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Vaccine policy identifies priority groups – but order proves ‘contentious’


Matt Woodley


13/11/2020 4:49:01 PM

Healthcare workers will be among the first in Australia to receive any COVID vaccine, but it is not clear if they should be given access ahead of vulnerable groups.

Scott Morrison
Prime Minister Scott Morrison urged anyone with concerns about the new vaccines to speak with their GP. (Image: AAP)

People at increased risk of exposure to coronavirus and those who work in settings with a high transmission risk are likely receive first access to a coronavirus vaccine when it becomes available, according to a new Australian COVID-19 vaccination policy endorsed by the National Cabinet.

The Federal Government expects the initial supply of any vaccines to be limited, and as a result three ‘priority groups’ of those most in need have been identified; however, determining which groups gain first access has been ‘difficult and contentious’.

Speaking after the National Cabinet meeting on Friday 13 November, Acting Chief Medical Officer Professor Paul Kelly told reporters the characteristics of any successful vaccine candidate will help determine which of the priority groups is at the head of the queue.

‘Will they protect against transmission or severe disease or both? That will be the fundamental driver of the prioritisation of the vaccine to various parts of the population,’ he said.

‘Those that are caring for vulnerable people, vulnerable people themselves, and those at highest risk of transmission will be at the highest priority.’

The first group includes healthcare workers, aged care staff, and disability support and quarantine workers.

Those at an increased risk of developing severe disease or having worse health outcomes – including Aboriginal and Torres Strait Islander people, older people, and those with underlying health conditions – constitute the second group.

Essential services workers from ‘key occupations’ that cover services ‘critical to societal functioning’ form the last group.

Professor Kelly also confirmed that new coronavirus vaccines will be provided free of charge to all Australians and Medicare-eligible visa holders.

Earlier in the day, Federal Health Minister Greg Hunt said he expects every Australian who wants a vaccine to have received one by the end of 2021.

Minister Hunt made the comments while touring the laboratories of the University of Queensland, which developed the molecular clamp vaccine of which the Federal Government has agreed to purchase 51 million vials should it prove safe and effective.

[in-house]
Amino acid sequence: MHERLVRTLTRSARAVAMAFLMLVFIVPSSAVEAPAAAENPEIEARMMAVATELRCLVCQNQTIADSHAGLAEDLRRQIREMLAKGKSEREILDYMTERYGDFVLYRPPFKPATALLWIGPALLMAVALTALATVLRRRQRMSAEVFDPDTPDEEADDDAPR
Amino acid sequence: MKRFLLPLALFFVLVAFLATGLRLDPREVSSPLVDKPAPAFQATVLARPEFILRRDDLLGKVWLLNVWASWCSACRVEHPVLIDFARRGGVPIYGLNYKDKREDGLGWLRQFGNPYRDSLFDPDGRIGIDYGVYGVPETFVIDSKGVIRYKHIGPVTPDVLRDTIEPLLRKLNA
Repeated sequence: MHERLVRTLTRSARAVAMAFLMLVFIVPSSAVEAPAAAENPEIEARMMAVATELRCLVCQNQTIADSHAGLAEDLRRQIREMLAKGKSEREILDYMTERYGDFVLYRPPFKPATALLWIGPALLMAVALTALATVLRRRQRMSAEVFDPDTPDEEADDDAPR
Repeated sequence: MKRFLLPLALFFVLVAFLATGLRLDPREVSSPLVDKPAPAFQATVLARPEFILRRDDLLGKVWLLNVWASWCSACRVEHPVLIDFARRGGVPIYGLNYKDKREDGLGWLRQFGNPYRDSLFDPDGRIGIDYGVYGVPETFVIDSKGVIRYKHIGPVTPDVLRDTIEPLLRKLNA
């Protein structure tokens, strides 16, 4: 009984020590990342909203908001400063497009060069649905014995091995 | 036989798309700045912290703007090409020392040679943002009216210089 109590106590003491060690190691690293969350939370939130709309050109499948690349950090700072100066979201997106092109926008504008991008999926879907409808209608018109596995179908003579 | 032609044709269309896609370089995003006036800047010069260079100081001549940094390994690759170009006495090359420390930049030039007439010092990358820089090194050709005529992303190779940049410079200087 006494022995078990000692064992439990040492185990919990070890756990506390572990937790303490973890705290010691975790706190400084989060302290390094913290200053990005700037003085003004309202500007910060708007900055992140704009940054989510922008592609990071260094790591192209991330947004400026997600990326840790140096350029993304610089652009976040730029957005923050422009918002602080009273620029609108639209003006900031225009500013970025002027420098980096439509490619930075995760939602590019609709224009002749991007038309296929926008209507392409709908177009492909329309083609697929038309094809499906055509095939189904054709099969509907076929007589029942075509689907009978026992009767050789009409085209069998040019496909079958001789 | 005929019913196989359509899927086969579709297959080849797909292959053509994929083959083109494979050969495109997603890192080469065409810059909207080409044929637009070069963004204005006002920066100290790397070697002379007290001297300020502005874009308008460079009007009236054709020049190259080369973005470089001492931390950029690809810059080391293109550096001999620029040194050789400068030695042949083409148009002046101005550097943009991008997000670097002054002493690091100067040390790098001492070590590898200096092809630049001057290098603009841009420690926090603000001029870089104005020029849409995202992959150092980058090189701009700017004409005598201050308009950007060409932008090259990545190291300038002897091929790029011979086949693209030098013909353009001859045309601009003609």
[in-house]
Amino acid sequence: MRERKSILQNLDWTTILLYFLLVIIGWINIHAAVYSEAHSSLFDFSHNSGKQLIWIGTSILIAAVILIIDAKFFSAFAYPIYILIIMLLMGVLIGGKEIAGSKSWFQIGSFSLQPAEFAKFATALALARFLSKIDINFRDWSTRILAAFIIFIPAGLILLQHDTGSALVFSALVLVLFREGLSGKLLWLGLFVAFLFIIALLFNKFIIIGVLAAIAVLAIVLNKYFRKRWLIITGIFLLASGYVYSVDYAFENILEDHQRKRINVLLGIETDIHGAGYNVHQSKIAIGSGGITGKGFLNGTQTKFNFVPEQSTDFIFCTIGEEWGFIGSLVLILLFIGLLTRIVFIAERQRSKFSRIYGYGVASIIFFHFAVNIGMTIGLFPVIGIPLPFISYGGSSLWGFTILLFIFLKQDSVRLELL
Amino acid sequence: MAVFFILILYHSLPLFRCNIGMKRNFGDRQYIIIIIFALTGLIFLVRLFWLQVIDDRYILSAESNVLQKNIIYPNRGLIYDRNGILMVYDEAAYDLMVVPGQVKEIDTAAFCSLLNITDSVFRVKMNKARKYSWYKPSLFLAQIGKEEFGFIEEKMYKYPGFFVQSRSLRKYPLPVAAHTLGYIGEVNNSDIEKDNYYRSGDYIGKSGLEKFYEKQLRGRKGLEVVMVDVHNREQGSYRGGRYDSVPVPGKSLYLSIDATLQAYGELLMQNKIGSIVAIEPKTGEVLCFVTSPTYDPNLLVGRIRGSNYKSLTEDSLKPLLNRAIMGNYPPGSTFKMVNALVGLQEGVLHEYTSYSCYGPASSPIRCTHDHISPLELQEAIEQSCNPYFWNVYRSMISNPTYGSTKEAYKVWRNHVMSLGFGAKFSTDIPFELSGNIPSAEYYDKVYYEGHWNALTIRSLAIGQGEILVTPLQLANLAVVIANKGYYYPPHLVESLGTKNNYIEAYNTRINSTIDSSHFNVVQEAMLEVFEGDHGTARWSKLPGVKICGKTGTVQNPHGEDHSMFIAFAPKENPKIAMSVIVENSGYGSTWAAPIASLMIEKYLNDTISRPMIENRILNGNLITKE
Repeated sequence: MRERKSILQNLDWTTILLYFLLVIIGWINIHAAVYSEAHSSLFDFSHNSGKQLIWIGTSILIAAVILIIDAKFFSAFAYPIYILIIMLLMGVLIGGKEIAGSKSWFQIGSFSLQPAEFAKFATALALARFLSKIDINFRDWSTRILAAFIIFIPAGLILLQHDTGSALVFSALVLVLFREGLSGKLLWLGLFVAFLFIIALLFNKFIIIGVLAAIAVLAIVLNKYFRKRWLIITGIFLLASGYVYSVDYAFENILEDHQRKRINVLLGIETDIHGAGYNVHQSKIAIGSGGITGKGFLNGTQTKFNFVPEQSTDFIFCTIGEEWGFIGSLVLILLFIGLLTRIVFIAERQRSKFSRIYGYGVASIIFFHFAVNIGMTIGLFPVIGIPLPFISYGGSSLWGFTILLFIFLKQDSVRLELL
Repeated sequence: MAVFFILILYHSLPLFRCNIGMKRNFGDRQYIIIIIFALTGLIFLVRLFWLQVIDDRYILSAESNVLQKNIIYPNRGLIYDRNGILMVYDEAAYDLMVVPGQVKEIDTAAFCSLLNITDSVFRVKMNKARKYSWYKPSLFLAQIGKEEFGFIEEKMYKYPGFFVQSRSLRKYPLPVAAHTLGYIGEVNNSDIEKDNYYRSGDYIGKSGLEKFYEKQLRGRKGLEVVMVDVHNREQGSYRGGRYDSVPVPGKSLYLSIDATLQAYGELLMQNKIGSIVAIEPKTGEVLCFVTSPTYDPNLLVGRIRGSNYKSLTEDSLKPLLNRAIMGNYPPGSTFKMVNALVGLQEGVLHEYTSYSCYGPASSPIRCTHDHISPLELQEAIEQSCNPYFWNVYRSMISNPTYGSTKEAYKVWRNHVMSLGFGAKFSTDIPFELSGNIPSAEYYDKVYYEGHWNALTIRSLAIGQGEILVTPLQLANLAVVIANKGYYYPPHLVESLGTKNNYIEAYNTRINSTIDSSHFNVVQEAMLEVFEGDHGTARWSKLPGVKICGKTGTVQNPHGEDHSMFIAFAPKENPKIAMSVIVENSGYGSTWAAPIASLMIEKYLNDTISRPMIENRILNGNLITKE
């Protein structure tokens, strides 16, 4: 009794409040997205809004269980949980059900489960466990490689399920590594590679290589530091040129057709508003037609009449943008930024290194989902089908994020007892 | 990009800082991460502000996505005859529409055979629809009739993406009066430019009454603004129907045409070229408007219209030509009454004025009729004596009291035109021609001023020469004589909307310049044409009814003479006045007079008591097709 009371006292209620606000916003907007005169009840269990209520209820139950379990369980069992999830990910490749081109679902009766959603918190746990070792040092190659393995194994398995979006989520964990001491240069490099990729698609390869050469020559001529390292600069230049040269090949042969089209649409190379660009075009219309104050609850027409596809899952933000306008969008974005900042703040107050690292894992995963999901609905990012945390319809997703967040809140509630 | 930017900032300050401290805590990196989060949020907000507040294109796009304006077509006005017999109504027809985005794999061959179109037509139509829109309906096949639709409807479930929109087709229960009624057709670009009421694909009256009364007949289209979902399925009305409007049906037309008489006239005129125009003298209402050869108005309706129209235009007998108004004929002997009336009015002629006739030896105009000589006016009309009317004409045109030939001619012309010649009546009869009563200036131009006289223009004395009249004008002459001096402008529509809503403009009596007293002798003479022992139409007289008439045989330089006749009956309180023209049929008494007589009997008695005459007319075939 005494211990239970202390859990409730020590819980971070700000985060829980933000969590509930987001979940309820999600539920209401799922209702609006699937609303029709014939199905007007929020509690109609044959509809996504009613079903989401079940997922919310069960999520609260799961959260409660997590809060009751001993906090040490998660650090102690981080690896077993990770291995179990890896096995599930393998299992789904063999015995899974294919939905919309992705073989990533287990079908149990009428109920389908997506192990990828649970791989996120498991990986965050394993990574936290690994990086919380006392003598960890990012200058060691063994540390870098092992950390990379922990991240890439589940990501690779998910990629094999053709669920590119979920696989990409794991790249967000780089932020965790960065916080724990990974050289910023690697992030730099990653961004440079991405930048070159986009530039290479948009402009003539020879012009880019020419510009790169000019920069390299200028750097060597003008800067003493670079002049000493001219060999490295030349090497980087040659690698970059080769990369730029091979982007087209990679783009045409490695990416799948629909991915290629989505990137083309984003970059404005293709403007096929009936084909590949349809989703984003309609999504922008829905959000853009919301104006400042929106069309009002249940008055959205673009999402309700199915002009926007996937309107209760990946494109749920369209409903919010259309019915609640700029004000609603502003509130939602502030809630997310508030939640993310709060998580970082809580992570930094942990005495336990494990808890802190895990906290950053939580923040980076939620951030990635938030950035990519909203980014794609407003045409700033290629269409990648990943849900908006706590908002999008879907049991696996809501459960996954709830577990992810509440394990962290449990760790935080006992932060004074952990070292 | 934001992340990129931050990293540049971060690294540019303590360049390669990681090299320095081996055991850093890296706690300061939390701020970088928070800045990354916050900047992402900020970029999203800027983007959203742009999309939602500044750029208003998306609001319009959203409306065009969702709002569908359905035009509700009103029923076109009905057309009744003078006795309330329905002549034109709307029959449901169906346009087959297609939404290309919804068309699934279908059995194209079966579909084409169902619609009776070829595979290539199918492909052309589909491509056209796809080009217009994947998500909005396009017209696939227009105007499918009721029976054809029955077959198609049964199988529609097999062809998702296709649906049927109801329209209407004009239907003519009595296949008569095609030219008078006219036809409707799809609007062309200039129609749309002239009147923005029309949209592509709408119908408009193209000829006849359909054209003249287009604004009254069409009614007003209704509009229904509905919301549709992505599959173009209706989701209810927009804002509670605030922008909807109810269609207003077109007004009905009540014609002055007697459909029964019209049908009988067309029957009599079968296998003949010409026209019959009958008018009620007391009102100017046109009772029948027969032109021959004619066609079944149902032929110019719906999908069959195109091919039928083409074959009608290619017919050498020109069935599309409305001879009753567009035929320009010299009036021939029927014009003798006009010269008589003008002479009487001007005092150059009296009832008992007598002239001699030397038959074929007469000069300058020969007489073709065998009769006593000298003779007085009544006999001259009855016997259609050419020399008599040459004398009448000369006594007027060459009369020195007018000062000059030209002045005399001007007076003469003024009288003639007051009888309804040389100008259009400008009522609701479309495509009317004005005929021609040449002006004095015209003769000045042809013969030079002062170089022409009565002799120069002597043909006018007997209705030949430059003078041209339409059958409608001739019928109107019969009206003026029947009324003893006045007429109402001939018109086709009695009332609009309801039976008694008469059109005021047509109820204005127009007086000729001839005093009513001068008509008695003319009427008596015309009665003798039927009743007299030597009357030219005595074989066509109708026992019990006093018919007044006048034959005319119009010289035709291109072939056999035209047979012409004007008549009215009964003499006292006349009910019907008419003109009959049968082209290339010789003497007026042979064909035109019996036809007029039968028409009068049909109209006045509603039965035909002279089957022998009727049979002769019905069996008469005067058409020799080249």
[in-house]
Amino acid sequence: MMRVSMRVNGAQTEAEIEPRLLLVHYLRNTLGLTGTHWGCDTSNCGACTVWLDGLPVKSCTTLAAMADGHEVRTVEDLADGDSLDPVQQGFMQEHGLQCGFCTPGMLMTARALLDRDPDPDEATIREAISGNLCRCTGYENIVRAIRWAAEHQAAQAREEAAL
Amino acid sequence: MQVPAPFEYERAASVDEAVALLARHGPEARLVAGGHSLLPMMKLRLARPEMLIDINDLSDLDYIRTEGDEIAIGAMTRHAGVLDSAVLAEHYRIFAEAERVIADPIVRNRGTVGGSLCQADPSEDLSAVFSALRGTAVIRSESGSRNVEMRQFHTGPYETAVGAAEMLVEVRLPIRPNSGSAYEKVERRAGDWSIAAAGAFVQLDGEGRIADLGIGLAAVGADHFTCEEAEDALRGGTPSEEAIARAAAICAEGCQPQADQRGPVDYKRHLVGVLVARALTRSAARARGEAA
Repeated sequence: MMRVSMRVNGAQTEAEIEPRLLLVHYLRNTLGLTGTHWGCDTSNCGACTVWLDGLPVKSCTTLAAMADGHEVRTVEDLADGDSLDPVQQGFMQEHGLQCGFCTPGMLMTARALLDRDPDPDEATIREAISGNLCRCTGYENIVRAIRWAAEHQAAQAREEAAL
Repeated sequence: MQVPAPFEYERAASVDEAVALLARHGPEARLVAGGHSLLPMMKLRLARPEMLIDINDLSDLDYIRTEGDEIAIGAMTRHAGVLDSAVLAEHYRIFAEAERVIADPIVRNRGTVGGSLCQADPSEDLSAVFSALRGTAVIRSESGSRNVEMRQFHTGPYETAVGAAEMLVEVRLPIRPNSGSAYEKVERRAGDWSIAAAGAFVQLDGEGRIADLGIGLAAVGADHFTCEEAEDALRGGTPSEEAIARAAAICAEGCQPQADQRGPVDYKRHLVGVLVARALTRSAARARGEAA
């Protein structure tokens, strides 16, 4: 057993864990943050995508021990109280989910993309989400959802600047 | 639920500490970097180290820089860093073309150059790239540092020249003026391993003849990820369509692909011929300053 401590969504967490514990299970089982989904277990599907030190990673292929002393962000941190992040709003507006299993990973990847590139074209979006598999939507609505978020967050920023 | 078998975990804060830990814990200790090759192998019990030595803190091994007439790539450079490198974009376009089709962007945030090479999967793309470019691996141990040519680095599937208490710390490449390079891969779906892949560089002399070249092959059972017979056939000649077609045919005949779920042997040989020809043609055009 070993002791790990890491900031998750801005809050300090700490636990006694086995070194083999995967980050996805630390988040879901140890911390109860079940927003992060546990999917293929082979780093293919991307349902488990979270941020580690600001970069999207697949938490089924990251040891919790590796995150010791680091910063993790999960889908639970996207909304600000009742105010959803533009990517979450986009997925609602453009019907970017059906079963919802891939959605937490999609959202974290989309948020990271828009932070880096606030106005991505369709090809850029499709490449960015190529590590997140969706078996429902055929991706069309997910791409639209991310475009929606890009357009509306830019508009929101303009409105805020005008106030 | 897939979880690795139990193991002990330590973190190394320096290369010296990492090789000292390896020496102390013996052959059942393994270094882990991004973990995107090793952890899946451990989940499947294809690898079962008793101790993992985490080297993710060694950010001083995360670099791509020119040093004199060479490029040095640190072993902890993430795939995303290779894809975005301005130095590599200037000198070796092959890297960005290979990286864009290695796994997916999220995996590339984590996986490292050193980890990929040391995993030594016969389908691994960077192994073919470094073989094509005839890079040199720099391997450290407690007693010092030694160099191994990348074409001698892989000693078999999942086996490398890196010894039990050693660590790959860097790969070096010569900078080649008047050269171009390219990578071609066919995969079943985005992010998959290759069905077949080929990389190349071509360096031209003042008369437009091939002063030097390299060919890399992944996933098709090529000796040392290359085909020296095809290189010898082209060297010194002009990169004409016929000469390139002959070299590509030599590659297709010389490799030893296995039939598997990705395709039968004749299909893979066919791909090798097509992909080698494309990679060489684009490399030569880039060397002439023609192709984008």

The company manufacturing the vaccine, CSL, is in the process of seeking regulatory approvals to begin phase 3 clinical trials before the end of 2020.

‘The initial data is very clear, that the vaccine is proving to be safe through phase 1 clinical trials and it’s proving to produce a positive antibody response,’ Minister Hunt said.

‘It is doing its job. That is particularly so in the elderly, and that is an especially important outcome, given the global vulnerability to elderly around the world from COVID-19.

‘It means that this vaccine will potentially be available, subject to the results of those trials, for delivery to Australians early in the third quarter of 2021.’

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Acting Chief Medical Officer Professor Paul Kelly confirmed coronavirus vaccines will be provided free of charge to all Australians and Medicare-eligible visa holders. (Image: AAP)

Even though Minister Hunt would like to see every Australian vaccinated by the end of next year, it will not be mandatory. Regardless, Professor Kelly said he has no doubt the vast majority of Australians will volunteer to be immunised.

‘We are an excellent immunisation nation,’ he said.

‘Most people agree with immunisation being an important component of our preventative strategy for ensuring the health of the nation. We roll out new immunisation programs often.

‘I would say this has particular challenges as to the newness of it and so forth. And so we’re very aware that there will be people that are not wanting to have this vaccination or to spread information which is not true.’

Prime Minister Scott Morrison urged the public to be wary of misleading vaccine information circulating online, and directed anyone with concerns to speak with their GP.

‘There is a lot of misinformation that’s out there. You don’t go to Dr Google, you go to the doctor when it comes to these things and seek medical advice from your GP,’ he said.

‘There are no short cuts here. There are no lower benchmarks that apply to this vaccine.

‘It’s a very important vaccine for the country and for everybody’s health, but we will be applying the legal requirements that are there for people’s protection.’